String and Pulley

The forces in a climbing fall can be surprising


To Do and Notice

Have the two people sit in two rolling chairs (or squat on two skateboards.)

Have one seated person hold on to a pulley, a scale may be placed between the pulley and the person.

Have the second seated person hold on to the two ends of the cord. The cord runs over the pulley. One or both ends of the cords may be connected to scales.

Two people sit on rolling chairs. One person on the right holds a scale connected to a pulley.
The person on the left holds two scales attached to the ends of the cord.

Have the people put their feet on the floor so that they cannot move. Measure the forces on the ends of the rope and on the pulley. Have the people raise their feet and notice that they accelerate toward each other.

Notice in my example that each end of the string exerts a force of 10 N on the person on the left holding the ends. A string under tension of 10 N exerts a 10 N force on anything attached to its ends.

The string wraps around the pulley exerting 10 N on each side of the pulley. The total force on the pulley is 20 N.

Now hand one of the ends of the string to a third person standing on the floor.

One end of the cord is handed to another person.

Both people in the chairs put their feet down and hold their position.
The third person pulls on the end of the string, until the reading on the left person's scale is 10 N.

The force on the right person's scale is 20 N.

If the left person raises his feet he accelerates with a force of 10 N.

If the right person raises his feet he accelerates with a force of 20 N.

So What ?

This is a matter of life or death in rock climbing.

If a climber falls, a rope running through a carabiner to his belayer stops his fall.

The carabiner is somewhat like a pulley.

The force on the carabiner is double the force on the climber.

So if a 600 N (150 lb.) climber hangs from a rope running through a carabiner to a belayer, the force on the carabiner by the rope is 1200 N (300 lb.).

A belayer holds a 60 N climber in the air.
The force on the ceiling is 120 N.

A most interesting thing happens if the belayer hands his end of the rope to the climber, The force on the ceiling immediately drops to half. The force on the ceiling drops to 600 N.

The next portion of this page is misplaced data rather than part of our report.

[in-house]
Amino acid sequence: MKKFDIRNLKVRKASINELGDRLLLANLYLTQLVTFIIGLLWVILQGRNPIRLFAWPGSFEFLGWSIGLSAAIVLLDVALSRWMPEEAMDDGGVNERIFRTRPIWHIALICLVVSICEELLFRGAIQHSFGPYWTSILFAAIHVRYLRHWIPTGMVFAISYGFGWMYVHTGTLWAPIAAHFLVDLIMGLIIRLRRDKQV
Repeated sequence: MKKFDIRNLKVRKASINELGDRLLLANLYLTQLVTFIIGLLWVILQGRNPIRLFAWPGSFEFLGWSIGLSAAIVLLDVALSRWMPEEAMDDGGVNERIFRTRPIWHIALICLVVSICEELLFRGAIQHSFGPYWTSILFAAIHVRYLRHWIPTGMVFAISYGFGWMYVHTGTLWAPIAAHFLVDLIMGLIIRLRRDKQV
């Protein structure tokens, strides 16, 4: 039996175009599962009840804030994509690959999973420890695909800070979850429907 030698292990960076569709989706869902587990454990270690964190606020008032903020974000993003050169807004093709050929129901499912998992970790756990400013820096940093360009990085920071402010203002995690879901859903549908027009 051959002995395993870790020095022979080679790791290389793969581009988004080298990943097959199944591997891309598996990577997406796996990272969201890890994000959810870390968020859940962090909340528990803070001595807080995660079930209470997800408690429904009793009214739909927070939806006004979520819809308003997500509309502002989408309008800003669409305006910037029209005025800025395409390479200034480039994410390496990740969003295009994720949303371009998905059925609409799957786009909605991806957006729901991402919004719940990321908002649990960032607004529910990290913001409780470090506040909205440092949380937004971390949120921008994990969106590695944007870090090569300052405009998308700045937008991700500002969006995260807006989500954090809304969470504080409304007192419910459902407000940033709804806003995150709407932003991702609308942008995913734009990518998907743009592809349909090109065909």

If the belayer hands the rope to the climber the force on the ceiling is cut in half.

What's Going On?

When the belayer holds the rope, one end of the rope must support the climber, the force on the climber will be his entire 600 N weight. The tension in the rope is 600 N. The rope passes over the carabiner attached to the ceiling, two ropes head down from the carabiner, the force on the carabiner is double the tension in the rope, or 1200 N.

When the climber holds herself up the tension in the rope must be 300 N. The total force by the rope on the climber is 600 N and it is exerted by two ropes. So each rope will exert half the total force, 300 N each. Two ropes also pass through the carabiner exerting two times the rope tension of 300 N on the carabiner, for a total of 600 N.

It is much worse in reality.

Usually the belayer stops a climber after she has fallen a distance. If the falling climber falls 10 meters and the belayer strops the climber in 1 meter then the belayer must decelerate the climber at 10 g's. The climber accelerates down under gravity at 1 g for 10 total meters and decelerates at 10 g's for 1 meter. The total maximum force is 11 times the weight of the climber, 10 g's for deceleration plus 1 g for gravity making a total force of the rope on the climber of 6,600 N, the force on the carabiner is then twice this or 13,200 N over a ton!

Scientific Explorations with Paul Doherty

© 2001

4 October 2001